Mass. gas blast ‘like Ar­maged­don’

The Detroit News - - Nation & World - BY BOB SALSBERG As­so­ci­ated Press

Lawrence, Mass. – In­ves­ti­ga­tors worked Fri­day to pin­point the cause of a se­ries of fiery nat­u­ral gas ex­plo­sions that killed a teen driver in his car just hours af­ter he got his li­cense, in­jured at least 25 oth­ers and left dozens of homes in smol­der­ing ru­ins.

Au­thor­i­ties said an es­ti­mated 8,000 peo­ple were dis­placed at the height of Thurs­day’s post-ex­plo­sion chaos in three towns north of Bos­ton rocked by the dis­as­ter. Most were still wait­ing, shaken and ex­hausted, to be al­lowed to re­turn to their homes.

The Na­tional Trans­porta­tion Safety Board sent a team to help in­ves­ti­gate the blasts in a state where some of the aging gas pipe­line sys­tem dates to the 1860s.

The rapid-fire se­ries of gas ex­plo­sions that one of­fi­cial de­scribed as “Ar­maged­don” ig­nited fires in 60 to 80 homes in the work­ing-class towns of Lawrence, An­dover and North An­dover, forc­ing en­tire neigh­bor­hoods to evac­u­ate as crews scram­bled to fight the flames and shut off the gas and elec­tric­ity.

Gas and elec­tric­ity re­mained shut down Fri­day in most of the area, and en­tire neigh­bor­hoods were eerily de­serted.

Au­thor­i­ties said Leonel Ron­don, 18, of Lawrence, died af­ter a chim­ney top­pled by an ex­plod­ing house crashed into his car. He was rushed to a Bos­ton hospi­tal and pro­nounced dead Thurs­day evening.

Ron­don, a mu­si­cian who went by the name DJ Blaze, had just got­ten his driver’s li­cense, griev­ing friends and rel­a­tives told The Bos­ton Globe. “It’s crazy how this hap­pened,” said a friend, Cas­san­dra Car­rion.

The state Registry of Mo­tor Ve­hi­cles said Ron­don had been is­sued his driver’s li­cense only hours ear­lier Thurs­day.

Mas­sachusetts State Po­lice urged all res­i­dents with homes ser­viced by Columbia Gas in the three com­mu­ni­ties to evac­u­ate, snarling traf­fic and caus­ing wide­spread con­fu­sion as res­i­dents and local of­fi­cials strug­gled to un­der­stand what was hap­pen­ing. Some 400 peo­ple spent the night in shel­ters, and school was can­celed Fri­day as fam­i­lies waited to re­turn to their homes.

Gov. Char­lie Baker said state and local au­thor­i­ties were in­ves­ti­gat­ing but it could take days or weeks be­fore they turn up an­swers, ac­knowl­edg­ing the “mas­sive inconvenience” for those dis­placed by the ex­plo­sions. He said hun­dreds of gas tech­ni­cians were go­ing house-to-house to en­sure each was safe, and de­clared a state of emer­gency for the af­fected area so the state could take over re­cov­ery ef­forts.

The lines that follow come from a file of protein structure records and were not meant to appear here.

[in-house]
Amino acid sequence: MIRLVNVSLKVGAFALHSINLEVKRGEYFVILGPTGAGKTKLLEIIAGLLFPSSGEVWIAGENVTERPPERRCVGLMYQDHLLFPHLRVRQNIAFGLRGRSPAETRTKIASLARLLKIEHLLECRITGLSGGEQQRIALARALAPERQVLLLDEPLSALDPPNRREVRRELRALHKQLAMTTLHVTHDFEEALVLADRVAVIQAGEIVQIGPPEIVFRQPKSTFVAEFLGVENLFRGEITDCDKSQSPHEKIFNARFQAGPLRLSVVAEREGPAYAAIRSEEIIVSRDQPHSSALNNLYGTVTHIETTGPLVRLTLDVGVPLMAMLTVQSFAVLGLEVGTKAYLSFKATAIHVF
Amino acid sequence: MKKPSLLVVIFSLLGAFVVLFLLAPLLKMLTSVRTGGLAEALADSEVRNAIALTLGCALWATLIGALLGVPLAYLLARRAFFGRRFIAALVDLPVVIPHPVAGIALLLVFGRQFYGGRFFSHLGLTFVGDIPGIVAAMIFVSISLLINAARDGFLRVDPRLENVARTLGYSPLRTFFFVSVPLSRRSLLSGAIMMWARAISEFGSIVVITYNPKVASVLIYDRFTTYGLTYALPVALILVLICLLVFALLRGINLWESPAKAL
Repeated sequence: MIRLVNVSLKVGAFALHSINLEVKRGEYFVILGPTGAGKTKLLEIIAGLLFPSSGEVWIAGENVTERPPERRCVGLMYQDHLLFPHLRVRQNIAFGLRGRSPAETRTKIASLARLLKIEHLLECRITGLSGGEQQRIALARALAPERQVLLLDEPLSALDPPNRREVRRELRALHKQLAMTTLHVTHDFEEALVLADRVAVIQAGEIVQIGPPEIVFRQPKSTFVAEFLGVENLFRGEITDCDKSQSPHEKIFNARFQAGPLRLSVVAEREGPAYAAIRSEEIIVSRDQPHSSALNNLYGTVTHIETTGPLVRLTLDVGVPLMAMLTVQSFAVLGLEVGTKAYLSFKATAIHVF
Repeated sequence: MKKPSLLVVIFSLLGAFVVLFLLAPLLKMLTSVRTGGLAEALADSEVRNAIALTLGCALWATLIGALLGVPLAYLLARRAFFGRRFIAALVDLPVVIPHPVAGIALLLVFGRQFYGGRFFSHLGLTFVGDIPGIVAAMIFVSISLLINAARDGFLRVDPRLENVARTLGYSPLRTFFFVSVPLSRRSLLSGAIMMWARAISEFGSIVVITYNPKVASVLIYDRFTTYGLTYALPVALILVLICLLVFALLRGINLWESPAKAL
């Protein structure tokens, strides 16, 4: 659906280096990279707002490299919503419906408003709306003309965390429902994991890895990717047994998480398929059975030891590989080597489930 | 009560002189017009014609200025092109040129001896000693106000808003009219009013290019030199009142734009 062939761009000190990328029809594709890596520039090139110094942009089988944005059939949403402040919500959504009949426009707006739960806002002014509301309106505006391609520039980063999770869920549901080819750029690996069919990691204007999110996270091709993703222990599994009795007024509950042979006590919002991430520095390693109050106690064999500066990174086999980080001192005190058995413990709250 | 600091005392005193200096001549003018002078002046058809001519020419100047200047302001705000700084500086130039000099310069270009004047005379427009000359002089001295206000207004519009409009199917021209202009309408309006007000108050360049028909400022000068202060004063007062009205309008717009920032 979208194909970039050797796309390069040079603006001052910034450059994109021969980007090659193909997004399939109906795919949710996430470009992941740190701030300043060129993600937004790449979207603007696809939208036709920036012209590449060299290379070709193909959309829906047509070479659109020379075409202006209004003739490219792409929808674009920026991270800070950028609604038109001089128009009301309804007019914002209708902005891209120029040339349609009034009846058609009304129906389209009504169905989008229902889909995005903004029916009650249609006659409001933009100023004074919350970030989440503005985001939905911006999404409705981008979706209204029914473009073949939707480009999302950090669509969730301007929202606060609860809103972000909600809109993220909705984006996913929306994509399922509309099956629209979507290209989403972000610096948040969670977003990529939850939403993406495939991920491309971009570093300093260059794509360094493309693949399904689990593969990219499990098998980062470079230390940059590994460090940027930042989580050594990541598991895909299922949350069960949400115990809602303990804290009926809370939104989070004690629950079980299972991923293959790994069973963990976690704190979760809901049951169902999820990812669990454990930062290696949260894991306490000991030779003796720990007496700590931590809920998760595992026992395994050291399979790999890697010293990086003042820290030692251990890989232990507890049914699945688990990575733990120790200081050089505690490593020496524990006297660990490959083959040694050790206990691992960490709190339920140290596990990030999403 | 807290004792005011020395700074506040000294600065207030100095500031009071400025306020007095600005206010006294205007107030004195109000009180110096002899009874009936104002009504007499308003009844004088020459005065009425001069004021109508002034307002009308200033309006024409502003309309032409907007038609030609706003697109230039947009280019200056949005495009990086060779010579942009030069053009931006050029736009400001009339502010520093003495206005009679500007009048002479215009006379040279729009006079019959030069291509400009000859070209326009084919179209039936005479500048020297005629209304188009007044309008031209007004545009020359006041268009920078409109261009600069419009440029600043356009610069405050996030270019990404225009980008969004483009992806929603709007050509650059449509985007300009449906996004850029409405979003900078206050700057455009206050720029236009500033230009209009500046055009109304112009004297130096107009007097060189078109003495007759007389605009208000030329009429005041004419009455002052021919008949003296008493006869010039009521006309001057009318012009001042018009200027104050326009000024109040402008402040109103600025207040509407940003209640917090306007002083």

The Mas­sachusetts Emer­gency Man­age­ment Agency blamed the fires on gas lines that had be­come over-pres­sur­ized but said in­ves­ti­ga­tors were still ex­am­in­ing what hap­pened.

Cap­tur­ing the mount­ing sense of frustration, Demo­cratic U.S. Rep. Seth Moul­ton tweeted that he had called the util­ity’s pres­i­dent sev­eral times with no re­sponse. “Ev­ery­one wants an­swers. And we de­serve them,” Moul­ton said.

Columbia Gas Pres­i­dent Steve Bryant wouldn’t com­ment on the sus­pected cause of the blasts, deflecting ques­tions about his com­pany’s re­sponse but say­ing it had “sub­stan­tive, lengthy con­ver­sa­tions” with the au­thor­i­ties.

The Mas­sachusetts gas pipe­line sys­tem is among the old­est in the coun­try, as much as 157 years old in some places, ac­cord­ing to the Con­ser­va­tion Law Foun­da­tion, an en­vi­ron­men­tal ad­vo­cacy group.

Columbia Gas had an­nounced ear­lier Thurs­day that it would be up­grad­ing gas lines in neigh­bor­hoods across the state, in­clud­ing the area where the ex­plo­sions hap­pened. It was not clear whether work was hap­pen­ing there Thurs­day, and a spokes­woman did not re­turn calls seek­ing com­ment.

At least one story of hero­ism emerged from the ashes: that of Lawrence po­lice of­fi­cer Ivan Soto. His house burned nearly to the ground, but af­ter rush­ing home to check on his fam­ily and warn his neigh­bors to evac­u­ate, he went back on pa­trol.

“He ac­tu­ally stayed on duty even though his house was burn­ing down” neigh­bor Chris­tel Nazario told The As­so­ci­ated Press. “I don’t know how he did it.”

The three com­mu­ni­ties house more than 146,000 res­i­dents about 26 miles (40 kilo­me­ters) north of Bos­ton, near the New Hamp­shire bor­der. Lawrence, the largest, is a ma­jor­ity Latino city with a pop­u­la­tion of about 80,000.

Lawrence Mayor Dan Rivera re­as­sured im­mi­grants who might not be liv­ing in his city legally that they had noth­ing to fear.

“Do not be afraid. Stay in the light. We will sup­port you and your fam­ily,” Rivera said at a news con­fer­ence Fri­day, speak­ing in English and Span­ish. “Lawrence is one com­mu­nity.”

Au­thor­i­ties said all of the fires had been ex­tin­guished overnight and the sit­u­a­tion was sta­bi­liz­ing.

Mary Sch­walm / AP

A dam­aged house in Lawrence, Mass., is seen Fri­day the day af­ter nat­u­ral gas ex­plo­sions ripped through three Mass. com­mu­ni­ties.

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